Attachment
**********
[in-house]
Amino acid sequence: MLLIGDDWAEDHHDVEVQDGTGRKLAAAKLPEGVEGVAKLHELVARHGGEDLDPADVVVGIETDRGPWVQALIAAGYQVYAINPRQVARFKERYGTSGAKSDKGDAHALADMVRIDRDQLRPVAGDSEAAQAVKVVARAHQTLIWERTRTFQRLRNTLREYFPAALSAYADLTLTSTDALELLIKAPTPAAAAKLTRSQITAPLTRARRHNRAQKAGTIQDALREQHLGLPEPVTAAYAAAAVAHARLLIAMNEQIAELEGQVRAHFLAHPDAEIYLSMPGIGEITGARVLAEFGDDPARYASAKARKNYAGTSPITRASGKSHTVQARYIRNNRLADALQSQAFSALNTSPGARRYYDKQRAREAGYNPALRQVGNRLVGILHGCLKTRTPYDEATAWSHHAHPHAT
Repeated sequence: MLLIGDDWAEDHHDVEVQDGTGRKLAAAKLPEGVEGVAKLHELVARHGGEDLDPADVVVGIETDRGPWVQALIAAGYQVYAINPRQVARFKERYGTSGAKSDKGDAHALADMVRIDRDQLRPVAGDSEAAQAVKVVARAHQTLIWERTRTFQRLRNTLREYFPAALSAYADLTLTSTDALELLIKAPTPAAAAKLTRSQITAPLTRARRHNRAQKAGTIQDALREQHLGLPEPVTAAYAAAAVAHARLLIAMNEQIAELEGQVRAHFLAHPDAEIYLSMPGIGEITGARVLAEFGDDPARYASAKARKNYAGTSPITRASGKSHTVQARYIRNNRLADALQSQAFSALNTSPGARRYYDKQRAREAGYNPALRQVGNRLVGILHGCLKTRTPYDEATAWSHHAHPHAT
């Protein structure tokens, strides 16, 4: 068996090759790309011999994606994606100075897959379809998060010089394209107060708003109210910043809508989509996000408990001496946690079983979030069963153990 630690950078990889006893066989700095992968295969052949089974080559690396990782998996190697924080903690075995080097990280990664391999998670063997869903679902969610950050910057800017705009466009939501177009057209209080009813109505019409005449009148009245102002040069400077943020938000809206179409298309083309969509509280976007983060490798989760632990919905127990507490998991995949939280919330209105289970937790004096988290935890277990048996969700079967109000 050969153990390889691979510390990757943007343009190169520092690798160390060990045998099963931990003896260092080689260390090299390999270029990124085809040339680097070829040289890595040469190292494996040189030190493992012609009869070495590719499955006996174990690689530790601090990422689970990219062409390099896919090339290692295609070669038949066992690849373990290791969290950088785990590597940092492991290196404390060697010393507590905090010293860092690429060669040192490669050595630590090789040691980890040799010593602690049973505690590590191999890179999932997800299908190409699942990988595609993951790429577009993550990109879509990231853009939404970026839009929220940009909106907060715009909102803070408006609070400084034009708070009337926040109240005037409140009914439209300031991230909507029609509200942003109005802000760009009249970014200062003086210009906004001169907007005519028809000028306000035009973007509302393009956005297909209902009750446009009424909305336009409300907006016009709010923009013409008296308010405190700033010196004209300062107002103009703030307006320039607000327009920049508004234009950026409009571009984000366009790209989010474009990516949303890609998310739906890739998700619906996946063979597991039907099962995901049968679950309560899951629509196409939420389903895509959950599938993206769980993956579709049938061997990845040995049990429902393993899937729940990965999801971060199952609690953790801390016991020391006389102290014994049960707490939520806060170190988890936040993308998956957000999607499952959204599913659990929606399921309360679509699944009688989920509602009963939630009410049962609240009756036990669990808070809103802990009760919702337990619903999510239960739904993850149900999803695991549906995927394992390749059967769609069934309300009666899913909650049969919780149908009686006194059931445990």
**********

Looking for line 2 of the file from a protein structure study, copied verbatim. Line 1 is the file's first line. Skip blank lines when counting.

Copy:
Amino acid sequence: MLLIGDDWAEDHHDVEVQDGTGRKLAAAKLPEGVEGVAKLHELVARHGGEDLDPADVVVGIETDRGPWVQALIAAGYQVYAINPRQVARFKERYGTSGAKSDKGDAHALADMVRIDRDQLRPVAGDSEAAQAVKVVARAHQTLIWERTRTFQRLRNTLREYFPAALSAYADLTLTSTDALELLIKAPTPAAAAKLTRSQITAPLTRARRHNRAQKAGTIQDALREQHLGLPEPVTAAYAAAAVAHARLLIAMNEQIAELEGQVRAHFLAHPDAEIYLSMPGIGEITGARVLAEFGDDPARYASAKARKNYAGTSPITRASGKSHTVQARYIRNNRLADALQSQAFSALNTSPGARRYYDKQRAREAGYNPALRQVGNRLVGILHGCLKTRTPYDEATAWSHHAHPHAT